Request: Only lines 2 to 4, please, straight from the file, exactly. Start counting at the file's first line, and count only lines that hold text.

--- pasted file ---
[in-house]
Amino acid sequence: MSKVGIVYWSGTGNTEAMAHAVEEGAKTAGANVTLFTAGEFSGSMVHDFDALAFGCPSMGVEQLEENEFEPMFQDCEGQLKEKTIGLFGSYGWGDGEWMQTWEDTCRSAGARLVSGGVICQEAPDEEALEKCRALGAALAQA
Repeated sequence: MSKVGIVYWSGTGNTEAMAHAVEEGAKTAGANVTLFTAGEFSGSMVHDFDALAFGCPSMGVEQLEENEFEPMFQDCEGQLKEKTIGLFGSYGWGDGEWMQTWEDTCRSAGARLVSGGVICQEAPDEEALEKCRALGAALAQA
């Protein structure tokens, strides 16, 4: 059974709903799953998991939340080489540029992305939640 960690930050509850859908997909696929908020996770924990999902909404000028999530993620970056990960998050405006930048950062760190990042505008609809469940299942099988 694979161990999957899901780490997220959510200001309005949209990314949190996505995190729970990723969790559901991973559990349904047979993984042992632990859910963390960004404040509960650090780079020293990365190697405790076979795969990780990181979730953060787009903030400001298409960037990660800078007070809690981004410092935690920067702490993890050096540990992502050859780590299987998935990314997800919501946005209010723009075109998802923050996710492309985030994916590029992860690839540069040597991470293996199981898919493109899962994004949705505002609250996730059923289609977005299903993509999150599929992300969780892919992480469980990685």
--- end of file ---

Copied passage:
Amino acid sequence: MSKVGIVYWSGTGNTEAMAHAVEEGAKTAGANVTLFTAGEFSGSMVHDFDALAFGCPSMGVEQLEENEFEPMFQDCEGQLKEKTIGLFGSYGWGDGEWMQTWEDTCRSAGARLVSGGVICQEAPDEEALEKCRALGAALAQA
Repeated sequence: MSKVGIVYWSGTGNTEAMAHAVEEGAKTAGANVTLFTAGEFSGSMVHDFDALAFGCPSMGVEQLEENEFEPMFQDCEGQLKEKTIGLFGSYGWGDGEWMQTWEDTCRSAGARLVSGGVICQEAPDEEALEKCRALGAALAQA
């Protein structure tokens, strides 16, 4: 059974709903799953998991939340080489540029992305939640 960690930050509850859908997909696929908020996770924990999902909404000028999530993620970056990960998050405006930048950062760190990042505008609809469940299942099988 694979161990999957899901780490997220959510200001309005949209990314949190996505995190729970990723969790559901991973559990349904047979993984042992632990859910963390960004404040509960650090780079020293990365190697405790076979795969990780990181979730953060787009903030400001298409960037990660800078007070809690981004410092935690920067702490993890050096540990992502050859780590299987998935990314997800919501946005209010723009075109998802923050996710492309985030994916590029992860690839540069040597991470293996199981898919493109899962994004949705505002609250996730059923289609977005299903993509999150599929992300969780892919992480469980990685």